This month’s Olympic Games in Turin are all about winning for the likes of freestyle skier Emily Cook. But this year, as in years gone past, hopes of Olympic accolades are not confined to athletes.
Along with the NFL, the Olympic Games are still one of the most watched sporting events on American television. NBC Universal paid more than $2 billion to air the 2004 Summer Olympics, this year’s Winter Games and the 2008 Summer Olympics. And a number of big-league corporate names have signed up to sponsor the 2006 Winter Games, hoping to profit from their association with a major international event. (MSNBC is a Microsoft-NBC joint venture.)
“The Olympics and the NFL are the No. 1 and No. 2 most important sporting events Americans are interested in,” said Michael Lynch, senior vice president of marketing at Visa. “We spend our money where we think it will get the best return, and our research shows the Olympics and the NFL are highly effective sponsorship assets to deliver returns on investments and raise awareness and usage of our products.”
Joining Visa on the list of top-tier Olympic sponsors are names like like Coca-Cola, McDonald’s, Samsung and Panasonic. For these corporations, an event like the Olympics — with its global reach and themes of international goodwill and supreme physical achievement — presents a unique opportunity to link their brand to the Olympic message.
It’s all about reach, explains Arun Jain, a professor of market research at the University at Buffalo's School of Management. The Olympic Games is one of the biggest gatherings of consumers in the world, he explains, and so given the low per-unit cost of reaching these captive consumers, it makes sense for businesses to market to each of these consumers through sponsorships and advertising.
“Companies like Coke and Budweiser can’t afford not to be there; the lost opportunity would cost them dearly,” Jain said, adding that the Olympics also represents an enormous opportunity to reach populations who are just becoming affluent and developing emotional associations with new brands: “North America is no longer the growth market; India and China now represent the largest untapped markets. And brand awareness can lead to consumption habits.”
Now in its twentieth year as an Olympic sponsor, this year Visa is featuring athletes and their journeys to Olympics participation as part of an Olympian marketing campaign that is reportedly costing the firm about $50 million each quadrennial.
Visa’s Olympic plan is to link the message of the Olympics to their brand “in a relevant and meaningful manner,” notes Visa’s Lynch. “With the Olympics, it’s about our connection with the athletes — that is the consumer passion. We help the athletes on their journey to achieve their dreams; we are empowering these athletes to do their very best. And so we will build an integrated marketing program around that notion.”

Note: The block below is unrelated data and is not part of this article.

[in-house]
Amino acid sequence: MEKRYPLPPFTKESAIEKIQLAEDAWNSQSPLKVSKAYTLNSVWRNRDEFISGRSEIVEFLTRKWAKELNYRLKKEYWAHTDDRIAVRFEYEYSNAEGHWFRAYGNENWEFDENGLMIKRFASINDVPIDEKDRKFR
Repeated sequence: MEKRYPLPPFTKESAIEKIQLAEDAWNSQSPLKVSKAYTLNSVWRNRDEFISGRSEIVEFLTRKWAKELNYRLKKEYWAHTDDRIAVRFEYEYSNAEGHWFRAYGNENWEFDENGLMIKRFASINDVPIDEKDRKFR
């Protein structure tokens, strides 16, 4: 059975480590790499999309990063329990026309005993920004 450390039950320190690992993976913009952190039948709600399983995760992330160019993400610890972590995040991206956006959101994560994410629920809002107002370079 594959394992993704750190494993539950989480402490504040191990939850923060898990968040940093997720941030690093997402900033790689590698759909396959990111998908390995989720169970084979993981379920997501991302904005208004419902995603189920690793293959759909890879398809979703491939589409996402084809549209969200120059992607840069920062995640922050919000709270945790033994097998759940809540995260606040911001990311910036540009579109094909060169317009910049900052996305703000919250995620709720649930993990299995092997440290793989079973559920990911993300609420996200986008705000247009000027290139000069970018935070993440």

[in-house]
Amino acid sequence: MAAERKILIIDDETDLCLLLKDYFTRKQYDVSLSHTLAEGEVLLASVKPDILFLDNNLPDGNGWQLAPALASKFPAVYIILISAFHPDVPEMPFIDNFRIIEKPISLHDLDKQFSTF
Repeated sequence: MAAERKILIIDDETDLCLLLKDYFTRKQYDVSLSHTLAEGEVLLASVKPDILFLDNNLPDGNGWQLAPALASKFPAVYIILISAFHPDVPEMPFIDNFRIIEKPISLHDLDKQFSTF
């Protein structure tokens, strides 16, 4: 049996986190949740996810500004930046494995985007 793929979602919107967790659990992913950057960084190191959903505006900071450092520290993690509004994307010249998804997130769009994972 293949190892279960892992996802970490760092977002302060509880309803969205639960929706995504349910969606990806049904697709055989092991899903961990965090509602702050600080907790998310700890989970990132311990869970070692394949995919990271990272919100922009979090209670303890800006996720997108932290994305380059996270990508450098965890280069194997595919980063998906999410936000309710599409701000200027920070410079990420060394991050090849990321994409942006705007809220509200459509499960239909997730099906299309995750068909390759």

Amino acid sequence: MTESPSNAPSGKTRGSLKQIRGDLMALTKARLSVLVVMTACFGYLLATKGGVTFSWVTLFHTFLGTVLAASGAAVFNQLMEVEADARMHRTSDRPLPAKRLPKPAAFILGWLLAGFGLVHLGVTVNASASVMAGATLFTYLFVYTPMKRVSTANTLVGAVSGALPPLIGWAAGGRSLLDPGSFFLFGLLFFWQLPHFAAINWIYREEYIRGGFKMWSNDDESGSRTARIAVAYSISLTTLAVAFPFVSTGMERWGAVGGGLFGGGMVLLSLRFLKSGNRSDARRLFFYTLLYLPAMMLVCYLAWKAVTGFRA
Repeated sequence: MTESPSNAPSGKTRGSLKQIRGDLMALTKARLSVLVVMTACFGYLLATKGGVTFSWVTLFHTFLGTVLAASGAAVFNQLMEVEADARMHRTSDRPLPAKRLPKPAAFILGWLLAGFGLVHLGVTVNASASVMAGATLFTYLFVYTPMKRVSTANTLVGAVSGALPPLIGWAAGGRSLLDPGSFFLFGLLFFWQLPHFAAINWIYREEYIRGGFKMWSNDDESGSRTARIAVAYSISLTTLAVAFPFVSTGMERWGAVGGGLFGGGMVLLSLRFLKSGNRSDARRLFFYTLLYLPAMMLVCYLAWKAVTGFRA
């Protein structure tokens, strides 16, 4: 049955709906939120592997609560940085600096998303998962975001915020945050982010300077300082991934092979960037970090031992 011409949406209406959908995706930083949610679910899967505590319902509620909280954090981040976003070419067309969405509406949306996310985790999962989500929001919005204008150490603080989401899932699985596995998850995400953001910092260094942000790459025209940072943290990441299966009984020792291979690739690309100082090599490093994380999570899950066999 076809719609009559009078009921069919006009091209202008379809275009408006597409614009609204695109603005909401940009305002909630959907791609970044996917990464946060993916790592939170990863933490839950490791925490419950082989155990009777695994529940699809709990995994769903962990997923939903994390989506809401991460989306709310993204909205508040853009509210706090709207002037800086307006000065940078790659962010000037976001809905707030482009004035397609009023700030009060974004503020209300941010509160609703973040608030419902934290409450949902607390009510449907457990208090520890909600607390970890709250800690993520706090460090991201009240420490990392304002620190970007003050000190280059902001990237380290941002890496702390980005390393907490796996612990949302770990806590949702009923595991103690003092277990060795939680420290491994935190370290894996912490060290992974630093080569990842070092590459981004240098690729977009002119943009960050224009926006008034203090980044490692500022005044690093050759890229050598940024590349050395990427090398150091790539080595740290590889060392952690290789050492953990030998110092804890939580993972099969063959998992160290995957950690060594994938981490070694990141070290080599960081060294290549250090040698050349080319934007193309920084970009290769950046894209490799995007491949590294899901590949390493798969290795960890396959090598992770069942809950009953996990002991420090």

Visa’s aim is to raise the awareness of its brand and increase use of its credit cards. To achieve this, Visa’s Olympic sponsorship includes exclusive use of the Olympic and U.S. team logos. More broadly, Visa’s marketing includes Olympic-themed displays and credit card images. And NBC viewers watching the Olympics can expect to see Visa commercials and vignettes featuring the Olympic journeys of some 16 athletes.
What’s more, Visa is the only payment method accepted at Olympic venues, for the purchase of Olympic merchandise on the Internet and at Olympic retail stores.
The aim is to get consumers to use Visa when making a purchase, and the numbers show the marketing is paying off, says Lynch. To measure the return on investment Visa looks at the awareness level of its sponsorship and compares that with Visa usage he notes.
“We have a very extensive research and measurement tool, and over the period of the Olympics we expect to see a significant spike of awareness of our brand relative to the competition,” Lynch said. “Over the 20 years we have sponsored the Olympic Games consumers have told us they overwhelmingly prefer Visa, so for us that’s a big return on our investment. We have seen our market share rise 33 percent; now we have 54 percent here in the United States and more than 60 percent market share on a global basis.”
Much of the success Visa enjoys from its Olympic sponsorship comes in the years leading up to the games. In those years, Visa can authorize its 21,000 partner banks worldwide to offer an Olympic pin, or a trip to the Winter Games as incentives for opening new accounts.
Outside the United States, India and China with their 2 billion consumers represents a rare marketing opportunity notes the University at Buffalo’s Dr. Jain.
“They have bulging wallets and they are ready to spend,” said Jain. “All of them are hungry to buy western products — candy, cereal or automobiles. They view associate American products with wealth and progress, and there is a belief that if a product comes from the United States, it is well made.”
Big Olympic sponsors are recognizing the opportunity, and it may be leaving Turin in the shadow of the 2008 Summer Games in Beijing. While sponsorship and ticket sales for Turin have reportedly lagged a little, companies are lining up for the chance to show off their brands in an emerging market like China.
But when it comes to marketing tie-ins, this year corporate sponsors are spoiled for choice given the line-up of world-class events, which includes the Super Bowl, the Turin Olympics and the World Cup in Germany this summer.
“In sports marketing terms, this is about as good as it gets,” said Visa’s Michael Lynch. “When you can combine such marquee events like the Super Bowl and Olympic Games and World Cup soccer come in the same year as other events like Daytona 500, you know it’s going to be a good year.”